Back in the summer, Overwatch developer Blizzard took German cheat program maker Bossland to court for “copyright infringement and unfair competition.” As reported by BBC, the former wanted $8.5 million in damages, and the German maker fought that, so the California courts ordered them to pay $8.6 million instead. Yeah, that much.
The game developer argued that Bossland had “altered games without permission,” and while the latter didn’t defend themselves in court at all, they were found guilty on 42,818 counts of copyright infringement. Beyond the lawsuit from Blizzard, they also have to pay $177,000 in legal costs. In addition, if you go to the Bossland website and try to access it, you’ll come across this message:
“On 16th March 2017, Bossland GmbH, and its directors Mr Zwetan Letschew and Mr Patrick Kirk admitted, in and for the purposes of proceedings before the High Court of England and Wales, that the sale of its software which it sells as Honorbuddy, Gatherbuddy, Demonbuddy, Hearthbuddy, Stormbuddy and Watchover Tyrant, to any person resident in the United Kingdom, constitutes an infringement of Blizzard’s intellectual property rights and an inducement to players of Blizzard’s games to breach their agreements with Blizzard.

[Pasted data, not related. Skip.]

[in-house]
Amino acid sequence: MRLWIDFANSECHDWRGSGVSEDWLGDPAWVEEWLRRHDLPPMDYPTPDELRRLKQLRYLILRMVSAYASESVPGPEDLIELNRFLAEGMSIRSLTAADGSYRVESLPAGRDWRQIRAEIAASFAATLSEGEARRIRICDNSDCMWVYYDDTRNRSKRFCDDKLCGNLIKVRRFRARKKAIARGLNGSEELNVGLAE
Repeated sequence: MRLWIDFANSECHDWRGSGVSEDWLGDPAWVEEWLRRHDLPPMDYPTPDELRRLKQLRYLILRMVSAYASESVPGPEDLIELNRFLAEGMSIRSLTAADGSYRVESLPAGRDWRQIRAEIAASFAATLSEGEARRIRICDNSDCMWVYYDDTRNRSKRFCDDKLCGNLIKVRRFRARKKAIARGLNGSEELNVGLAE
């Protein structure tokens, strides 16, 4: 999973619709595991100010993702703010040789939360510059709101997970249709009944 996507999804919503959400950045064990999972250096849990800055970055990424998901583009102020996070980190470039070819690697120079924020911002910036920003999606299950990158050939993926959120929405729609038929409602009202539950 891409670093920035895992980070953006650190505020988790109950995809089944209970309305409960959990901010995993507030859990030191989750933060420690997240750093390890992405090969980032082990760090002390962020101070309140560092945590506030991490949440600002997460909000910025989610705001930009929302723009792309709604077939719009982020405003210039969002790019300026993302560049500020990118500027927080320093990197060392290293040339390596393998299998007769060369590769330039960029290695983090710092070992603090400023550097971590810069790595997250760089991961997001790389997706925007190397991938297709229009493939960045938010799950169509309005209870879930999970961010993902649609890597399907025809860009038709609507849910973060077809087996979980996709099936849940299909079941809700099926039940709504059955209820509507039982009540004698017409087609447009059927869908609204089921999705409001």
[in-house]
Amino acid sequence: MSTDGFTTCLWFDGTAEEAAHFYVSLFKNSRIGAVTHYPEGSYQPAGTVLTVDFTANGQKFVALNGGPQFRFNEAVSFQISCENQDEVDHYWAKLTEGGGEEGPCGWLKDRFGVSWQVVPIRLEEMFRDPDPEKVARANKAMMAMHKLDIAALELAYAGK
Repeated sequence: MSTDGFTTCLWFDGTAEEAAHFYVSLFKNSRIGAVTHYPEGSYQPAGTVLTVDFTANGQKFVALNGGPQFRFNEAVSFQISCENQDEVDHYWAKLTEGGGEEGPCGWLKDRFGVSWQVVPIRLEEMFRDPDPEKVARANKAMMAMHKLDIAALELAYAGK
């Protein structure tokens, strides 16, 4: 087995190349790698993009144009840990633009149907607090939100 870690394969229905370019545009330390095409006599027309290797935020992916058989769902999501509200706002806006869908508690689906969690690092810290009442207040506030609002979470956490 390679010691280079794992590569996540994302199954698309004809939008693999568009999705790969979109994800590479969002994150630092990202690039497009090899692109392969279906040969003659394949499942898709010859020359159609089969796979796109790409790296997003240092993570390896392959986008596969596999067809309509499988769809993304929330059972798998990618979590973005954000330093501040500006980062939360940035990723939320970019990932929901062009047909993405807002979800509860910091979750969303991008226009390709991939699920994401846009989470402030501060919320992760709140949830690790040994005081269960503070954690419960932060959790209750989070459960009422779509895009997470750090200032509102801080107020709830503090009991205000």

“Accordingly, Bossland and its directors are no longer permitted to advertise or offer for sale such software to UK residents.”
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